With the one-year anniversary of the raid that killed Osama bin Laden less than one week away, Vice President Joe Biden on Thursday will offer a ringing defense of President Barack Obama's national security record and hammer presumptive Republican nominee Mitt Romney's approach to foreign policy, the Obama campaign announced Wednesday.
"The Vice President will contrast the Administration's record with the empty rhetoric of Governor Mitt Romney, who continues to distort and mischaracterize the President's accomplishments on foreign policy and national security without offering policy alternatives of his own," the campaign said in an unsigned press release. It did not offer details of the alleged distortions.
Biden, a former Senate Foreign Relations Committee chairman, will detail how "we have successfully confronted our enemies and strengthened our alliances to effectively meet the challenges we face overseas" in a speech to be delivered at 10:30 a.m. at New York University. News of the vice president's speech came as Republican Sen. Marco Rubio, a rising star in the party and member of the Senate Foreign Relations Committee, is set to criticize Obama's foreign policy in a speech at the Brookings Institution in Washington on Wednesday. Rubio, often discussed as a possible running mate for Romney, will also rebuke those in his party who urge a retrenchment from the world.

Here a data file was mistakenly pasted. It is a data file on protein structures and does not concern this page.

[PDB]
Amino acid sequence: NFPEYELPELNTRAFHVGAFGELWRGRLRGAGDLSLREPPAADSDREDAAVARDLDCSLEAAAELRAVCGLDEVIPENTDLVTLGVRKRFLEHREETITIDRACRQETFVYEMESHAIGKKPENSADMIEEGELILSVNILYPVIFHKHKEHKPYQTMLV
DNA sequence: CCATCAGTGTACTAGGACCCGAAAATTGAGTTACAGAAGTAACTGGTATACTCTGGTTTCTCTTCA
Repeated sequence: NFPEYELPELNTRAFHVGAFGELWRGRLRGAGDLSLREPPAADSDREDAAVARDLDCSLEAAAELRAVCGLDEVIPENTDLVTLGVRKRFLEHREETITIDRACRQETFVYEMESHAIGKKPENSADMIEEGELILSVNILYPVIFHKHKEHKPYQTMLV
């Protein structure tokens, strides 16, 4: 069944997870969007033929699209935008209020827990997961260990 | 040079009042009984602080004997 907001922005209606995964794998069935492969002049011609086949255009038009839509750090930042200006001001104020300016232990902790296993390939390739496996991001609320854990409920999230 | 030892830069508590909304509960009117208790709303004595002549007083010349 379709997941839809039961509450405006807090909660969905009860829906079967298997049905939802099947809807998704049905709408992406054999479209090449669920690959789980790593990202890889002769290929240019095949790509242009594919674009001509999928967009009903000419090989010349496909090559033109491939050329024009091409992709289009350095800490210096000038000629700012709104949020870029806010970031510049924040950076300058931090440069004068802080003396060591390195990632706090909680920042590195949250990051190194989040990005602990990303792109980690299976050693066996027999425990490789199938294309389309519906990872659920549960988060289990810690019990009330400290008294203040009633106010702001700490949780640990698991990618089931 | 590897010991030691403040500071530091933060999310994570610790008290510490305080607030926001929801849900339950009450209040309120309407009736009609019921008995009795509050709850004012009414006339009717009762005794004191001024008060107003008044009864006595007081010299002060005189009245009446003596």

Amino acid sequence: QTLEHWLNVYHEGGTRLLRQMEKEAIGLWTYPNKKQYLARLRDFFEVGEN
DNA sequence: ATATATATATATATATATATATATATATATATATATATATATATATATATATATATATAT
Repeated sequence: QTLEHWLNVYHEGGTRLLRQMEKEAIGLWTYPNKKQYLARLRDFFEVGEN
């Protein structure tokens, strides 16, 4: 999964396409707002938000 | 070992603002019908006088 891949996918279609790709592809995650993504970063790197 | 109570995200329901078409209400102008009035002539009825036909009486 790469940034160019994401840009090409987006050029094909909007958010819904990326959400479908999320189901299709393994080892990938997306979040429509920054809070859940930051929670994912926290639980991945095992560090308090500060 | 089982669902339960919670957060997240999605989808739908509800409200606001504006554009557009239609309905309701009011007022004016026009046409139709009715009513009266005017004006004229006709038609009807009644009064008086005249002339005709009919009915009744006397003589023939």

Recent public opinion polls have found that Americans give Obama generally better grades on foreign policy than on the economy. And the president's political campaign has not been shy about using his decision to order the May 2011 raid in which elite American forces killed bin Laden as shorthand for "strong on national security." Biden, notably, dubbed it with typical audacity the boldest military plan in 500 years. And the vice president has repeatedly spoken what may be the pithiest "bumper sticker" re-election argument for Obama: "Osama bin Laden is dead and General Motors is alive. Think about it."
Still, Biden's speech comes at a time when Republicans have ramped up criticisms of the president on a range of foreign policy issues as the political campaign heats up. John McCain, the top Republican on the Senate's Armed Services Committee, has repeatedly condemned Obama's decision not to provide Syria's outgunned opposition with weapons to battle the country's government forces. Republicans of all stripes have pounded the president for telling outgoing Russian President Dmitry Medvedev recently that the White House would have more "flexibility" on issues like missile defense after the November election. And conservatives have charged that America has received too little in return for Obama's policy of engaging China and Russia, and that the president is shortchanging Israel's concerns about Iran's nuclear program.